A report having been made to a group of soldiers who lived not far away from the scene, the appellant was later that night apprehended in his house by those soldiers who also collected from him his blood-stained matchet (Exhibit 3) and later handed him over to the police. Martin Osuagwu (P.W.6) who took custody of the appellant from the soldiers told the court that the appellant had said that same night – while in his custody – that he “was not satisfied with killing one person and that given the opportunity he would have killed more”.
In a confessional statement (Exhibit 2) which the appellant made later to the police he said that it was after he and Esther (his wife) had had some palm wine that Esther admitted to him that it was Ndukwe Mbakwe (not he, the appellant) that made her pregnant. Consequently he went to look for Ndukwe at the mother’s house. The deceased came in while he (the appellant) was discussing with Ndukwe’s mother and made unpleasant remarks, and the appellant described what followed (in that statement, Exhibit 2) thus:
“The deceased started to ask me how much I paid on the head of my wife. As my heart was very hurt, I told her that Eke was going to pay me back even if it was one penny. At this stage, I went out to take my knife from where I hid it, and met her standing outside the house. I then cut her with the matchet up to two time. As she ran, I met her along the street called Isieke gave her several cuts and she died. I have no witness of any type. I actually killed her. No body asked me to kill her. This Ugo Mbakwe ran away when I was cutting Ijeoma Chukwu this matchet cuts with Ndukwe Mbakwe……” (The underlining is supplied). This confessional statement Exhibit 2 was latter confirmed by the appellant before the Divisional Police Officer Bende, one Alebe Ejedenawe (P.W.2).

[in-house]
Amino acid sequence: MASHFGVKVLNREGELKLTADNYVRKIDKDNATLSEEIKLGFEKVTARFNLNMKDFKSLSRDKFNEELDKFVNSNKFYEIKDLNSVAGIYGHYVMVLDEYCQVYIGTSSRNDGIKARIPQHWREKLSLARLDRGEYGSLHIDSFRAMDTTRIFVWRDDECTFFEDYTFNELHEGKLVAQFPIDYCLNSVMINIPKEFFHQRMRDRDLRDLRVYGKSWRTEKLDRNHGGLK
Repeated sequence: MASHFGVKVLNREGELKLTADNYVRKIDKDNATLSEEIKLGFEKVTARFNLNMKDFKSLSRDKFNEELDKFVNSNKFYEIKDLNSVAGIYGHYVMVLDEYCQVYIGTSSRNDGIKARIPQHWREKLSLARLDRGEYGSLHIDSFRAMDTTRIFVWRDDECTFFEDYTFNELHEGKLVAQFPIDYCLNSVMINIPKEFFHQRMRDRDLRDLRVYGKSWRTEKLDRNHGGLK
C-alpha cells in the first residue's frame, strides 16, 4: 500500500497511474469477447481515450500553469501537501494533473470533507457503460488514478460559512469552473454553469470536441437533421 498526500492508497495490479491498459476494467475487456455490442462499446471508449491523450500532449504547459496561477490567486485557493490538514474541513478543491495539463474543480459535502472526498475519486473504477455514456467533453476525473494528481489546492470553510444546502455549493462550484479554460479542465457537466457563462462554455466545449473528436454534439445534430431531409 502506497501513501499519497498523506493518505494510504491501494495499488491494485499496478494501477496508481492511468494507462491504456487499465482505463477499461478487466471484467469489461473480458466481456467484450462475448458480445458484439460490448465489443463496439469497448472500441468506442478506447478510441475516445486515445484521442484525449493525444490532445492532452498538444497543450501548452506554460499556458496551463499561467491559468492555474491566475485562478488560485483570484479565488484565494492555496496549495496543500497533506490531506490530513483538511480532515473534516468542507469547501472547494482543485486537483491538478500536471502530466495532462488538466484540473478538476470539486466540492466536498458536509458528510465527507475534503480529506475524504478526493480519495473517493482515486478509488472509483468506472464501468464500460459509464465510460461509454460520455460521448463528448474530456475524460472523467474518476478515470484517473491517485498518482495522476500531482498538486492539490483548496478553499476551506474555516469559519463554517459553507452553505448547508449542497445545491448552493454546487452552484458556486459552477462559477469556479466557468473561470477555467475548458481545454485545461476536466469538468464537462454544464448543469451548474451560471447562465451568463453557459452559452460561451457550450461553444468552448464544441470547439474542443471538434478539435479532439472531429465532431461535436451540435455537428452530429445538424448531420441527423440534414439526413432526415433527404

Testifying in his own defence the appellant denied the charge; according to him the deceased who was present while he (appellant) on the fateful night complained to Ugo Mbakwe (P.W.5) about her son’s (P.W.4) illicit association with Esther (appellant’s wife) had violently condemned Ndukwe’s (P.W.4’s) behaviour and pleaded with him to forgive P.W.4. Consequently he (appellant) left P.W.5 and went home to sleep.
While asleep in his house some soldiers called about 11.00 p.m.and woke him up and in the company of these soldiers was P.W.4 who, “pointing a finger at him” accused him of having killed the deceased. The soldiers then took him away and later handed him over to the police. The defence of the appellant differed substantially from the facts he gave in Exhibit 2 (the confessional statement he made to the police officer who investigated the complaint against him) and from which he, virtually, retracted in the course of his evidence; the relevant portions of Exhibit 2 have been referred to earlier on in this judgment.